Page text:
Ubbi dubbi

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Ubbi dubbi
Ububbubi Dububbubi
Spoken inUnited States
Classification Language game
See also: Language games

Ubbi dubbi is a language game spoken with the English language. Originating in America in the 17th century, [1] it was popularized by the 1972–1978 PBS children's show Zoom . [2] [3] When Zoom was revived in 1999 on PBS, Ubbi dubbi was again a feature of the show. [4] [5] Variations of Ubbi Dubbi include Obbish, Ob, Ib, Arpy Darpy, and Iz.



Ubbi dubbi works by adding -ub- /ʌb/ before each vowel sound in a syllable. [6] (A linguist would say "Insert [ˈʌb] after each syllable onset".) [7] The stress falls on the "ub" of the syllable that is stressed in the original word. So in "hello", which is stressed on the "-lo" syllable, the stress falls on the "lub" in "hubellubo".

The method of adding "ub" before each vowel sound has been described as "iterative infixation". [8] [9]



Ubbi Dubbi has also been popularized as the signature speech pattern of the cartoon character Mushmouth from the animated series Fat Albert and the Cosby Kids , voiced by Bill Cosby. Cosby also used this speech variation in his famous "Dentist" monologue to illustrate the effects of a dose of Novocaine. [10]

It was used in the episode "Mentalo Case" from the TV series The King Of Queens , between character Spence Olchin (Patton Oswalt) and a salesman at a toy convention.

It was also used between Penny and Amy in season 10 episode 7 of The Big Bang Theory as a means of having a secret conversation, to counter Sheldon and Leonard's Klingon.

In the video game Rayman Origins , the Bubble Dreamer speaks Ubbi Dubbi.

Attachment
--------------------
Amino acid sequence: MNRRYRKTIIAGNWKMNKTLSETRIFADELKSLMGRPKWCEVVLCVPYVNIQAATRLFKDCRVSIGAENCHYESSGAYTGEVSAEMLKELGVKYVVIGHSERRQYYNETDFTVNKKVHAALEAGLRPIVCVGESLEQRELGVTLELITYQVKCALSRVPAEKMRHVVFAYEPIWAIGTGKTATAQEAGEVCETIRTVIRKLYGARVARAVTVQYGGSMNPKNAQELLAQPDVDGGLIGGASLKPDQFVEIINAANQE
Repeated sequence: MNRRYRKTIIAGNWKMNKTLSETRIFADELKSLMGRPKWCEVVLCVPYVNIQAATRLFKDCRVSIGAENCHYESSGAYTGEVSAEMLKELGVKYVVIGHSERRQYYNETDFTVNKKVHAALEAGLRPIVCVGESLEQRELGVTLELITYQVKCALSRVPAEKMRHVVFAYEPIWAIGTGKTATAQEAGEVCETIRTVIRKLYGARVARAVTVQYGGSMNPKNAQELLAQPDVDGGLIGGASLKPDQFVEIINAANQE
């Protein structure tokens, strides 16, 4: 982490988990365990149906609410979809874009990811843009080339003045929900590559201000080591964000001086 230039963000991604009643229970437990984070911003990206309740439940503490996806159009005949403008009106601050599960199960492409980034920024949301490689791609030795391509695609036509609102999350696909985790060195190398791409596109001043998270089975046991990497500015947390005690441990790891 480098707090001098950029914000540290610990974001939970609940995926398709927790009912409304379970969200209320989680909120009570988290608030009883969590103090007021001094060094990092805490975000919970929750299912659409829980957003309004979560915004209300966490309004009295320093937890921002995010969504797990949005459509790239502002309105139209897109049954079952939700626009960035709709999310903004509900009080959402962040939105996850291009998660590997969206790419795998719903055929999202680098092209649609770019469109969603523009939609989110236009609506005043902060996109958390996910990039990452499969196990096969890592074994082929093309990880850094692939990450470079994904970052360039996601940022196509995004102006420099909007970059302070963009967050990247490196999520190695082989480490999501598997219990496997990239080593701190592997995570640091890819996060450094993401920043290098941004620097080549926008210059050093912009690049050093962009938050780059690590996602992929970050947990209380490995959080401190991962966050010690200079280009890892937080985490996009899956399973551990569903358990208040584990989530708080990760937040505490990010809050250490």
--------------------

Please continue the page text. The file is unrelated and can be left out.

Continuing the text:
See also

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  1. Ubbi-Dubbi
  2. Belkin, Douglas (1 May 2005). "Mouthing Off". Boston Globe . p. 318. Retrieved 13 June 2020.
  3. Cooper, Gael Fashingbauer; Bellmont, Brian (2011). Whatever Happened to Pudding Pops?: The Lost Toys, Tastes, and Trends of the 70s and 80s. Tarcher-Peringee. pp. 216–217. ISBN   978-0399536717.
  4. Newton, Catherine (20 January 1999). "It's Ubbi-Dubbi all over again: "Zoom" zooms back to TV". Fort Worth Star-Telegram. Retrieved 13 June 2020.
  5. Yuen, Laura (14 July 1998). "Zoom Zoom Zoom-a Zoom: Ubbi Dubbi Is Back with Revitalized TV Show". Boston Globe . Retrieved 13 June 2020.
  6. Rogers, Stephen D. (2011). A Dictionary of Made-up Languages. Avon, Mass.: Adams Media. p. 271. ISBN   1440530408 . Retrieved 23 December 2015.
  7. Byrd, Dani; Mintz, Toben H. (2010). Discovering Speech, Words, and Mind. Malden, Mass.: John Wiley & Sons. p. 197. ISBN   9781405157988 . Retrieved 23 December 2015.
  8. Yu, Alan C. L. (2008). Chang, Charles B.; Haynie, Hannah J. (eds.). "On Iterative Infixation". Proceedings of the 26th West Coast Conference on Formal Linguistics. Somerville, Mass.: Cascadilla Proceedings Project: 516. Retrieved 13 June 2020.
  9. Nevins, Andrew; Endress, Ansgar (2007). "The edge of order: analytic biases in ludlings". Harvard Working Papers in Linguistics. 12: 43. Retrieved 13 June 2020.
  10. Haug, Kawehi (15 January 2010). "Everything's obee kaybee!: There's no rushing a good time of laughs, talk with Bill Cosby". The Honolulu Advertiser. pp. 4–5. Retrieved 13 June 2020.